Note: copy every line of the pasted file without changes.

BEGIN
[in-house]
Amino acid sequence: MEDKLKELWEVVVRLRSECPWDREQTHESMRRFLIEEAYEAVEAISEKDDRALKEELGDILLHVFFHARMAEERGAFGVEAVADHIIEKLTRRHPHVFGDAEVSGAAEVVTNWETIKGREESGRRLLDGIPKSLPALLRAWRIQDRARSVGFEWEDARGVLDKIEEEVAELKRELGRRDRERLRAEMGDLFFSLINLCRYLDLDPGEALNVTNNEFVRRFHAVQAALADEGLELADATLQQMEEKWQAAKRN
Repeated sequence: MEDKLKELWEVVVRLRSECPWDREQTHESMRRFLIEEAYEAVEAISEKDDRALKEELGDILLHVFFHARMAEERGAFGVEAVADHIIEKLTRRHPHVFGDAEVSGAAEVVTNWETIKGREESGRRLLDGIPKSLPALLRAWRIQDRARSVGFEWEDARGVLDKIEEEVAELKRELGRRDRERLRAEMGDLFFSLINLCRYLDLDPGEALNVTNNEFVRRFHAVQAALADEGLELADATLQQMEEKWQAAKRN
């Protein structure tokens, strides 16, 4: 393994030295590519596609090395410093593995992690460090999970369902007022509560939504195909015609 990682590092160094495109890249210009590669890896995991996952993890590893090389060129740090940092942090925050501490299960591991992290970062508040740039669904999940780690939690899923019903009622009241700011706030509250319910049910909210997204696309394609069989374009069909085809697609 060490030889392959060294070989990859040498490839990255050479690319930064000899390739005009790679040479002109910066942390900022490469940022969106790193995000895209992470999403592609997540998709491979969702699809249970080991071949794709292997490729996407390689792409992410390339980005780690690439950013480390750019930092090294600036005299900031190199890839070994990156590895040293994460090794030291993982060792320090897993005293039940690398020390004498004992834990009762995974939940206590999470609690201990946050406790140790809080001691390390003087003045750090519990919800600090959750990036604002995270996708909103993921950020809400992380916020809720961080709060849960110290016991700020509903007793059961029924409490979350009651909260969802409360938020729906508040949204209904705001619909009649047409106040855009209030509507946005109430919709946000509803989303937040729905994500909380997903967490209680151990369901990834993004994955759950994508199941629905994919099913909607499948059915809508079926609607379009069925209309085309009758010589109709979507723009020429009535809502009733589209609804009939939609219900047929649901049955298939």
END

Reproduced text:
[in-house]
Amino acid sequence: MEDKLKELWEVVVRLRSECPWDREQTHESMRRFLIEEAYEAVEAISEKDDRALKEELGDILLHVFFHARMAEERGAFGVEAVADHIIEKLTRRHPHVFGDAEVSGAAEVVTNWETIKGREESGRRLLDGIPKSLPALLRAWRIQDRARSVGFEWEDARGVLDKIEEEVAELKRELGRRDRERLRAEMGDLFFSLINLCRYLDLDPGEALNVTNNEFVRRFHAVQAALADEGLELADATLQQMEEKWQAAKRN
Repeated sequence: MEDKLKELWEVVVRLRSECPWDREQTHESMRRFLIEEAYEAVEAISEKDDRALKEELGDILLHVFFHARMAEERGAFGVEAVADHIIEKLTRRHPHVFGDAEVSGAAEVVTNWETIKGREESGRRLLDGIPKSLPALLRAWRIQDRARSVGFEWEDARGVLDKIEEEVAELKRELGRRDRERLRAEMGDLFFSLINLCRYLDLDPGEALNVTNNEFVRRFHAVQAALADEGLELADATLQQMEEKWQAAKRN
């Protein structure tokens, strides 16, 4: 393994030295590519596609090395410093593995992690460090999970369902007022509560939504195909015609 990682590092160094495109890249210009590669890896995991996952993890590893090389060129740090940092942090925050501490299960591991992290970062508040740039669904999940780690939690899923019903009622009241700011706030509250319910049910909210997204696309394609069989374009069909085809697609 060490030889392959060294070989990859040498490839990255050479690319930064000899390739005009790679040479002109910066942390900022490469940022969106790193995000895209992470999403592609997540998709491979969702699809249970080991071949794709292997490729996407390689792409992410390339980005780690690439950013480390750019930092090294600036005299900031190199890839070994990156590895040293994460090794030291993982060792320090897993005293039940690398020390004498004992834990009762995974939940206590999470609690201990946050406790140790809080001691390390003087003045750090519990919800600090959750990036604002995270996708909103993921950020809400992380916020809720961080709060849960110290016991700020509903007793059961029924409490979350009651909260969802409360938020729906508040949204209904705001619909009649047409106040855009209030509507946005109430919709946000509803989303937040729905994500909380997903967490209680151990369901990834993004994955759950994508199941629905994919099913909607499948059915809508079926609607379009069925209309085309009758010589109709979507723009020429009535809502009733589209609804009939939609219900047929649901049955298939």